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FOURTHWALL TV

    October 4, 2009
  • The Secrets from the Casting Couch

    Secrets from the Casting Couch came to life because I know so many actors who say, “I'm just bad at auditioning.” Writes Nancy Bishop.

    The Secrets from the Casting Couch
    Secrets from the Casting Couch came to life because I know so many actors who say, “I'm just bad at auditioning.” There are many excellent actors who perform poorly at castings. Why? I spend the entire book answering this question. In this article, I can offer three tips to start with. The first reason that actors struggle is fairly simple. Many actors love performing, and it follows that they do it well; but they hate auditioning, and it follows that they do it poorly. The first step in improving audition technique lies in making friends with the casting process.
    Attitude Adjustment
    When I was casting Dune for the Science Fiction Channel, I met one talented actress, Anna Rust, for the role of Alia. We called her back to read with us a few times. In the end we decided that she was a little too young for the role (she was only four at the time). When I told her father that unfortunately we had not chosen Anna, he said, “It doesn't matter. She thinks she already did the film.”
    In a sense Anna was right. She did have the role. For those few minutes when she came in for her initial meetings, she was playing Alia in front of camera, for an audience of three; myself, my assistant, and the camera operator. We then showed it to the producer and the director. The casting was a film in itself. She played Alia in a mini-film

    There are many excellent actors who perform poorly at castings. Why? I spend the entire book answering this question. In this article, I can offer three tips to start with.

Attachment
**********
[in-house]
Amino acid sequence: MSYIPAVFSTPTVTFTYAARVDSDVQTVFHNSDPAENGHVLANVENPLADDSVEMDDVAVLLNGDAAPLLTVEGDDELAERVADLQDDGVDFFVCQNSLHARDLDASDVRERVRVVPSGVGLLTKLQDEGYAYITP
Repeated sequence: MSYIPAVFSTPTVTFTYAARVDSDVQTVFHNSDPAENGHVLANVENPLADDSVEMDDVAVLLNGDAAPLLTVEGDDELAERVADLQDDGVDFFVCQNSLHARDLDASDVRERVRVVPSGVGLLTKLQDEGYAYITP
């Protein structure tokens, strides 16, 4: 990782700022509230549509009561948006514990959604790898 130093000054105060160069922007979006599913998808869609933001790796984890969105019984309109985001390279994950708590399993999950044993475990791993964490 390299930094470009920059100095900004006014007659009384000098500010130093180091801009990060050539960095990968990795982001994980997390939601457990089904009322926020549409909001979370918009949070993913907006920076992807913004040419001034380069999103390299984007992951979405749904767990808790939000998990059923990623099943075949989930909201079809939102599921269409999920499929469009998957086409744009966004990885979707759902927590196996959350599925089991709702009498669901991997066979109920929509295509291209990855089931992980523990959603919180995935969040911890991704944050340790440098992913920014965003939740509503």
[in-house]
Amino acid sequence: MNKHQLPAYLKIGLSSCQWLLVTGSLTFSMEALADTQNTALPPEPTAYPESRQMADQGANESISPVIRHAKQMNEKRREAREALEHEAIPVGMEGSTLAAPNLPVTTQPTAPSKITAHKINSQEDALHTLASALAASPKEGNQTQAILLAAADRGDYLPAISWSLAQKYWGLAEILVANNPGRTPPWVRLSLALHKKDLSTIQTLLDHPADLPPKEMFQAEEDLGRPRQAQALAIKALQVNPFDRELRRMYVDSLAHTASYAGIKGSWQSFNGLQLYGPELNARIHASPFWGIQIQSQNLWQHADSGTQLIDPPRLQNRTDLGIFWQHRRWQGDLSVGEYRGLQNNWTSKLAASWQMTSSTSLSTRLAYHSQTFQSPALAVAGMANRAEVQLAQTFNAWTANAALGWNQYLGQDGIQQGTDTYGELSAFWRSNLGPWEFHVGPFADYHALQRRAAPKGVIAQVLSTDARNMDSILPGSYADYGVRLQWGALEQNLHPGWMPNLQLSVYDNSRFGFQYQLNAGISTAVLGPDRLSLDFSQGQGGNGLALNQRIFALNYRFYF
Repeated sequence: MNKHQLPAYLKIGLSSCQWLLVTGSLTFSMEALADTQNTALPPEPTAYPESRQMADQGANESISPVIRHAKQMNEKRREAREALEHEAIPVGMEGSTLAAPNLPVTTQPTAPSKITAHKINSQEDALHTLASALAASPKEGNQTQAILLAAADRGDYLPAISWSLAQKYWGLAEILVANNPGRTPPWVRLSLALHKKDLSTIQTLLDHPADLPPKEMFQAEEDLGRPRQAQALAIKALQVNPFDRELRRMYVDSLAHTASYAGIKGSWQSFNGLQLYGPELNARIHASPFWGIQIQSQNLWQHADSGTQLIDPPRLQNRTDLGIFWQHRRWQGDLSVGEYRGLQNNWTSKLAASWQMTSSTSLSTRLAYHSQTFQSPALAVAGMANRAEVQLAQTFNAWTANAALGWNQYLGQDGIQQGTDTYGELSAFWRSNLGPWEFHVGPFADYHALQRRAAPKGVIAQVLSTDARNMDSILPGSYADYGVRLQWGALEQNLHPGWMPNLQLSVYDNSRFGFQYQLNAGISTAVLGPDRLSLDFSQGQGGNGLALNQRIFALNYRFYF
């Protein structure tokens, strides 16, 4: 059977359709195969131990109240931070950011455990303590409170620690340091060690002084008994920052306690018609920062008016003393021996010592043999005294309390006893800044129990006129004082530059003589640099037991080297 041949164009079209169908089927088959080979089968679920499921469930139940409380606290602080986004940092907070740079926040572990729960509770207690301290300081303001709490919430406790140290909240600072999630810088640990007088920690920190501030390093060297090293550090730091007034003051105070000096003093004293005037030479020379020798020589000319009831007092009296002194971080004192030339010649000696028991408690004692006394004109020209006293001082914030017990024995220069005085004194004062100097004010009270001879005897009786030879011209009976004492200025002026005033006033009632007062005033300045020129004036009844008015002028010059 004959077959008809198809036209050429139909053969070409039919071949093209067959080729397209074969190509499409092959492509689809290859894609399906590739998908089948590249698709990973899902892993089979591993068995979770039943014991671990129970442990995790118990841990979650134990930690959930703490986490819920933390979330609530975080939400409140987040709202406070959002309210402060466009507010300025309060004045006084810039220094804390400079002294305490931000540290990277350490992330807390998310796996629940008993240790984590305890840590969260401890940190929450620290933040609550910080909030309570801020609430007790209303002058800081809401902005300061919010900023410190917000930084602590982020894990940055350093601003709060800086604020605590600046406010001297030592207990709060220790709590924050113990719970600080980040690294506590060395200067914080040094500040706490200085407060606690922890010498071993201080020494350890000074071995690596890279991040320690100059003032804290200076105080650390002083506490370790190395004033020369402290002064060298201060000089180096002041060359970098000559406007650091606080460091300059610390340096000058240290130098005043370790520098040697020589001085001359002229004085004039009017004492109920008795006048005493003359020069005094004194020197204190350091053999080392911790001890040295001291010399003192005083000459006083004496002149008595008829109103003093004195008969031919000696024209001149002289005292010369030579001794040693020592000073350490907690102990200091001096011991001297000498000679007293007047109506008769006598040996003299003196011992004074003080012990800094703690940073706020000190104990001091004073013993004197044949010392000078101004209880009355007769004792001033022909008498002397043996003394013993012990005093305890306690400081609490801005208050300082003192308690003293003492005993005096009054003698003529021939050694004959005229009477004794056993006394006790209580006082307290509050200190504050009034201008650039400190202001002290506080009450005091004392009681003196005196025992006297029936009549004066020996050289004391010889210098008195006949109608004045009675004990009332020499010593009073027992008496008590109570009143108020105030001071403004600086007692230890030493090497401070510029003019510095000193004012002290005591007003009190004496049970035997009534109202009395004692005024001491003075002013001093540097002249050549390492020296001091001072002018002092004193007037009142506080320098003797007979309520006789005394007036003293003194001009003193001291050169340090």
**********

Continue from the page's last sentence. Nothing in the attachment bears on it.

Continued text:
The first reason that actors struggle is fairly simple. Many actors love performing, and it follows that they do it well; but they hate auditioning, and it follows that they do it poorly. The first step in improving audition technique lies in making friends with the casting process.

    Casting_1

    Attitude Adjustment

    When I was casting Dune for the Science Fiction Channel, I met one talented actress, Anna Rust, for the role of Alia. We called her back to read with us a few times. In the end we decided that she was a little too young for the role (she was only four at the time). When I told her father that unfortunately we had not chosen Anna, he said, “It doesn't matter. She thinks she already did the film.”

    In a sense Anna was right. She did have the role. For those few minutes when she came in for her initial meetings, she was playing Alia in front of camera, for an audience of three; myself, my assistant, and the camera operator. We then showed it to the producer and the director. The casting was a film in itself. She played Alia in a mini-film.

    To read full article, subscribe to The Drama Student magazine.

    Published on October 4, 2009 · Filed under: Advice, Current Issue, Highlights, Magazine Content;

Comments

One Response to “The Secrets from the Casting Couch”

  • Nick
    says:

    Nice little story and indicative of how it goes with some of the younger actors. I’m a actors headshot photographer and have had similar situations with very young actors posing for a headshot. They often think they’ve “been a model” which they have in some ways, and it’s great to see the enthusiasm they show.

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